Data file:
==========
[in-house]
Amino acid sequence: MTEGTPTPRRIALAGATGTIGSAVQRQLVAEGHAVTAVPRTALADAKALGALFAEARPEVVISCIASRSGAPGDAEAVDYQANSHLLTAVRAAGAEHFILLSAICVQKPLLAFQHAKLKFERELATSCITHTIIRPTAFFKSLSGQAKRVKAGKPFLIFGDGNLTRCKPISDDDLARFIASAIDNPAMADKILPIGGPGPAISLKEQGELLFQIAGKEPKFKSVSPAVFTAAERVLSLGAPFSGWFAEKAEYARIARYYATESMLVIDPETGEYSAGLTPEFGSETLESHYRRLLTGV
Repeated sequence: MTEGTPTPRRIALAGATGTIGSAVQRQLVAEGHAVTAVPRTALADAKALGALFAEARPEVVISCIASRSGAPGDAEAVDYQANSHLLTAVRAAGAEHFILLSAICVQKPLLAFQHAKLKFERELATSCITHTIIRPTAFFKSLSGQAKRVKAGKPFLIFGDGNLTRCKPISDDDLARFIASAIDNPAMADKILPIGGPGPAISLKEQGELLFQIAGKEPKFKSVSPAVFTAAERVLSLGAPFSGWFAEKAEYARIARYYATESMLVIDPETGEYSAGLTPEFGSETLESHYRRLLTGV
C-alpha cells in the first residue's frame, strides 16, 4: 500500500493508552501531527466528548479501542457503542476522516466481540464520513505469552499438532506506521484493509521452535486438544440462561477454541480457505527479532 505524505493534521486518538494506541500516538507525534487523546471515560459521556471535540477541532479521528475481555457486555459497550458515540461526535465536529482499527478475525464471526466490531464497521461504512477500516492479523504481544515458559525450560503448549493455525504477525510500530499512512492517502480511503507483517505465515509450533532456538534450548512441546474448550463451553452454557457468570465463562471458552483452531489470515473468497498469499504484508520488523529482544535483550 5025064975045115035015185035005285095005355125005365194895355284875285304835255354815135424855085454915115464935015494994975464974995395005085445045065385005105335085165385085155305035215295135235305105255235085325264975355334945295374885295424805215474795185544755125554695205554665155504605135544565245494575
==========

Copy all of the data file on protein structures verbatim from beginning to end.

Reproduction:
[in-house]
Amino acid sequence: MTEGTPTPRRIALAGATGTIGSAVQRQLVAEGHAVTAVPRTALADAKALGALFAEARPEVVISCIASRSGAPGDAEAVDYQANSHLLTAVRAAGAEHFILLSAICVQKPLLAFQHAKLKFERELATSCITHTIIRPTAFFKSLSGQAKRVKAGKPFLIFGDGNLTRCKPISDDDLARFIASAIDNPAMADKILPIGGPGPAISLKEQGELLFQIAGKEPKFKSVSPAVFTAAERVLSLGAPFSGWFAEKAEYARIARYYATESMLVIDPETGEYSAGLTPEFGSETLESHYRRLLTGV
Repeated sequence: MTEGTPTPRRIALAGATGTIGSAVQRQLVAEGHAVTAVPRTALADAKALGALFAEARPEVVISCIASRSGAPGDAEAVDYQANSHLLTAVRAAGAEHFILLSAICVQKPLLAFQHAKLKFERELATSCITHTIIRPTAFFKSLSGQAKRVKAGKPFLIFGDGNLTRCKPISDDDLARFIASAIDNPAMADKILPIGGPGPAISLKEQGELLFQIAGKEPKFKSVSPAVFTAAERVLSLGAPFSGWFAEKAEYARIARYYATESMLVIDPETGEYSAGLTPEFGSETLESHYRRLLTGV
C-alpha cells in the first residue's frame, strides 16, 4: 500500500493508552501531527466528548479501542457503542476522516466481540464520513505469552499438532506506521484493509521452535486438544440462561477454541480457505527479532 505524505493534521486518538494506541500516538507525534487523546471515560459521556471535540477541532479521528475481555457486555459497550458515540461526535465536529482499527478475525464471526466490531464497521461504512477500516492479523504481544515458559525450560503448549493455525504477525510500530499512512492517502480511503507483517505465515509450533532456538534450548512441546474448550463451553452454557457468570465463562471458552483452531489470515473468497498469499504484508520488523529482544535483550 5025064975045115035015185035005285095005355125005365194895355284875285304835255354815135424855085454915115464935015494994975464974995395005085445045065385005105335085165385085155305035215295135235305105255235085325264975355334945295374885295424805215474795185544755125554695205554665155504605135544565245494575